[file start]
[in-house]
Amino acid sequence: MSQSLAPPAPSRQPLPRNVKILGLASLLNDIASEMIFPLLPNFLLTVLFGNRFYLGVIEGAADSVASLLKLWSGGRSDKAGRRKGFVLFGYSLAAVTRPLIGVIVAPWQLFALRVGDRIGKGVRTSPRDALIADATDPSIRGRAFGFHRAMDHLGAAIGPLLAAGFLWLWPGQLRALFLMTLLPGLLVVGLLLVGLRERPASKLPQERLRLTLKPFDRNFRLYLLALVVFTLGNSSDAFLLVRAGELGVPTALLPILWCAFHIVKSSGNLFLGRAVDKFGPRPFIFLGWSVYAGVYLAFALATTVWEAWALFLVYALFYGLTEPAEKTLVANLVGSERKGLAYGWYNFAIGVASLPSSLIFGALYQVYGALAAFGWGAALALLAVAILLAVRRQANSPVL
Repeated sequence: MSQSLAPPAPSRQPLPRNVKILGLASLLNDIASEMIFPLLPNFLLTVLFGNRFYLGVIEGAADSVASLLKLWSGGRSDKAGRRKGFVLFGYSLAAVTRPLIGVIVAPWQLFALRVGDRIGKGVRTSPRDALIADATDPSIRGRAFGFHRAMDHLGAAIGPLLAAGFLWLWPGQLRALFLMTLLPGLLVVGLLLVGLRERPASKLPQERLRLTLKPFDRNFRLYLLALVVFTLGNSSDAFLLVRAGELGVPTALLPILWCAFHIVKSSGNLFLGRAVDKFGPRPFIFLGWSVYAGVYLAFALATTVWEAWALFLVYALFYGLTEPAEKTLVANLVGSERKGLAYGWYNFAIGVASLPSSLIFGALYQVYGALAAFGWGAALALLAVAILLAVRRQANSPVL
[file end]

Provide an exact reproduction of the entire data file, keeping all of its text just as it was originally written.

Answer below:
[in-house]
Amino acid sequence: MSQSLAPPAPSRQPLPRNVKILGLASLLNDIASEMIFPLLPNFLLTVLFGNRFYLGVIEGAADSVASLLKLWSGGRSDKAGRRKGFVLFGYSLAAVTRPLIGVIVAPWQLFALRVGDRIGKGVRTSPRDALIADATDPSIRGRAFGFHRAMDHLGAAIGPLLAAGFLWLWPGQLRALFLMTLLPGLLVVGLLLVGLRERPASKLPQERLRLTLKPFDRNFRLYLLALVVFTLGNSSDAFLLVRAGELGVPTALLPILWCAFHIVKSSGNLFLGRAVDKFGPRPFIFLGWSVYAGVYLAFALATTVWEAWALFLVYALFYGLTEPAEKTLVANLVGSERKGLAYGWYNFAIGVASLPSSLIFGALYQVYGALAAFGWGAALALLAVAILLAVRRQANSPVL
Repeated sequence: MSQSLAPPAPSRQPLPRNVKILGLASLLNDIASEMIFPLLPNFLLTVLFGNRFYLGVIEGAADSVASLLKLWSGGRSDKAGRRKGFVLFGYSLAAVTRPLIGVIVAPWQLFALRVGDRIGKGVRTSPRDALIADATDPSIRGRAFGFHRAMDHLGAAIGPLLAAGFLWLWPGQLRALFLMTLLPGLLVVGLLLVGLRERPASKLPQERLRLTLKPFDRNFRLYLLALVVFTLGNSSDAFLLVRAGELGVPTALLPILWCAFHIVKSSGNLFLGRAVDKFGPRPFIFLGWSVYAGVYLAFALATTVWEAWALFLVYALFYGLTEPAEKTLVANLVGSERKGLAYGWYNFAIGVASLPSSLIFGALYQVYGALAAFGWGAALALLAVAILLAVRRQANSPVL